BONUS: WILLIE MCATEERA COUNTY Donegal businessman earned €800,000 a year before the bank he worked for collapsed.Willie McAteer, from Rathmullan, was seen as a great negotiator at Anglo-Irish Bank. At top executive at the bank, he was charged earlier this week with permitting Anglo to give financial assistance to Patricia Quinn, her five adult children and ten senior clients of the bank who became known as the ”Maple ten”, to enable them all to buy shares in the bank.Mr McAteer earned €2.19m during his last three years with the bank, including an €800,000 bonus in 2007, just a year before the bank had to be bailed out by the Government.Mr McAteer stepped down from the Anglo board when the bank was nationalised, and has kept a very low business profile since.He is not listed as a director of any companies and is not thought to have taken up any new role since Anglo.His €1m home in Dublin’s leafy Rathgar has been on the market for some time.Yesterday former Anglo boss Sean Fitzpatrick was also charged with similar offences.ACCUSED DONEGAL BANKER EARNED €800K BONUS A YEAR BEFORE BANK COLLAPSE was last modified: July 24th, 2012 by BrendaShare this:Click to share on Facebook (Opens in new window)Click to share on Twitter (Opens in new window)Click to share on LinkedIn (Opens in new window)Click to share on Reddit (Opens in new window)Click to share on Pocket (Opens in new window)Click to share on Telegram (Opens in new window)Click to share on WhatsApp (Opens in new window)Click to share on Skype (Opens in new window)Click to print (Opens in new window) Tags:ACCUSED DONEGAL BANKER EARNED €800K BONUS A YEAR BEFORE BANK COLLAPSE
Los Molinos >> Big jumps with the game of basketball itself aren’t entirely uncommon. But going from a small Division V school in Los Molinos to NCAA Division II — the same level as Chico State University — is quite an impressive move. Los Molinos High guard Rachel Rogers is set to go from a Bulldogs star to a true freshman at Western Oregon University, a member of the Great Northwest Athletic Conference. Rogers, a career 23 points per game scorer in three years for Los Molinos, signed her …
Share Facebook Twitter Google + LinkedIn Pinterest When Bennett Musselman isn’t helping farmers with financial business at Heartland Bank, he is working with his Dad and Grandpa at Musselman Farms in Pickaway County. For this 2017 Soybean Planting Cab Cam in 5 foot tall rye grass, brought to you by Fennig Equipment, he visits with The Ohio Ag Net’s Ty Higgins about some of the challenges this spring has dealt his cover crop fields.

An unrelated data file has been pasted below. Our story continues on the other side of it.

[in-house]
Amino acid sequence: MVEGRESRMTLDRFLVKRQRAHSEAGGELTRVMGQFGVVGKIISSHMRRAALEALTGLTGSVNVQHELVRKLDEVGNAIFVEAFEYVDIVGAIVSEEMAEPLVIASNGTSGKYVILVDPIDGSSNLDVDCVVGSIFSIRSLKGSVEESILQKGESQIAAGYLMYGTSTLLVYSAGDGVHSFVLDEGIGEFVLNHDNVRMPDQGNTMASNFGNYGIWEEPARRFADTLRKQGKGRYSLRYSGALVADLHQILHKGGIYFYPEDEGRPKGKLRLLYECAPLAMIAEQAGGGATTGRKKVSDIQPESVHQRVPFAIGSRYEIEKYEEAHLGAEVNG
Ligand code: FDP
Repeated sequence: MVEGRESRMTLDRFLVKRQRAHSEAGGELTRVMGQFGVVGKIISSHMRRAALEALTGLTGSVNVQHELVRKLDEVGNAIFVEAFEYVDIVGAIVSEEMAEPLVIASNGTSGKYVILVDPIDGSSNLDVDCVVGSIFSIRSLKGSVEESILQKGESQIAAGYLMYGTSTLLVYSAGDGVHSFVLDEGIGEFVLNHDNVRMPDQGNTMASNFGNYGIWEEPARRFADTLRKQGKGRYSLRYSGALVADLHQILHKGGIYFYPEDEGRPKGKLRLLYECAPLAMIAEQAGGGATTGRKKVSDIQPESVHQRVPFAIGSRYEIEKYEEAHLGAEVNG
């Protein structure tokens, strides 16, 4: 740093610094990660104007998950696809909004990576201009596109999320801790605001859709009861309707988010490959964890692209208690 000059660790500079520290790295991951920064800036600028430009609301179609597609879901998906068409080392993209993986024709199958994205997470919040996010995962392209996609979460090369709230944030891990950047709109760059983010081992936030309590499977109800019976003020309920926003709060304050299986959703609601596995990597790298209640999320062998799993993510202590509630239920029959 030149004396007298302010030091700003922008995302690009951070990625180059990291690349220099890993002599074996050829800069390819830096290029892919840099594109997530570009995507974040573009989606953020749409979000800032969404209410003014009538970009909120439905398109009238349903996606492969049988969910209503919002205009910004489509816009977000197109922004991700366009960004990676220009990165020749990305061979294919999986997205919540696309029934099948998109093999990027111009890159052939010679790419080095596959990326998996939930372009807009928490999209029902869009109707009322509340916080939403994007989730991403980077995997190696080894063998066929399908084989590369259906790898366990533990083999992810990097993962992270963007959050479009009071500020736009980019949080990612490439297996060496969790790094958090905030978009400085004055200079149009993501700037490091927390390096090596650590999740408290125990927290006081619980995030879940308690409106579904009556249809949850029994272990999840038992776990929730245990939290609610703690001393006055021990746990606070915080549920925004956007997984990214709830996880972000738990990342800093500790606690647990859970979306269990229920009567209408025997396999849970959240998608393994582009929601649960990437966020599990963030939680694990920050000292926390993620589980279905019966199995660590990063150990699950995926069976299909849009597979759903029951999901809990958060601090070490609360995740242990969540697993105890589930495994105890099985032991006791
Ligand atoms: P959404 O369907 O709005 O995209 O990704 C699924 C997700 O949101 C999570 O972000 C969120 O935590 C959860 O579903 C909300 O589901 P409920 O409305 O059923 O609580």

GoPro released their original Digital HERO camera in 2006. In 2015, we finally get the smaller GoPro we’ve been waiting for. Here are the details.After years of GoPro videos taking us to places unseen, we’ve come to the point where GoPro videos are underwhelming.The GoPro Hero4 Session is exactly the GoPro we wanted in 2011 when the GoPro HD HERO2 was released. A smaller camera with the same punch. GoPro has (allegedly) been working on a smaller cube camera since 2011, but they have already since been passed in size by similar action cameras like the Polaroid Cube. The Cube came out last year, and, with a $99 price tag, it was aimed towards average consumers.Starting at $399.99, the HERO4 Session offers one button control video rates at 1440p30, 1080p60 and 720p100. Still photos actually take a step back to 8MP with 10fps bursts. The current full size HERO4 offers 12MP. When purchasing the HERO4 Session, you can choose different mount options with the Standard or Surf package. Working in the Session’s favor is the fact that it’s the first fully waterproof GoPro camera. A separate waterproof housing is no longer needed. The HERO4 Session also has two microphones. One on the front of the camera and one on the back. When filming in windy conditions, the camera will automatically switch to the mic best-suited for capturing audio.GoPro mentioned that the Session will mount on the company’s upcoming drone, which should be coming out next year. Other drone manufactures, like DJI, have already attempted to ditch GoPro cameras in favor of their own cameras. DJI introduced their 4K camera and gimbal with the Inspire 1. GoPro certainly has come catching up to do. It’s easy to assume that GoPro may have been feeling pressure from partners to finally release a smaller camera. The National Hockey League partnered with GoPro in January 2015. If they truly seek their goal of referees (and someday players) wearing the cameras in game, we are still a ways off from seeing that happen.Overall, the HERO4 Session is a much needed update to the GoPro line. The camera should help them stay atop the action camera market.Check back here on the PremiumBeat blog for more news about filmmaking, editing, and motion graphics. Have thoughts on the latest from GoPro? Have you moved to other compact cameras? Let us know in the comments below.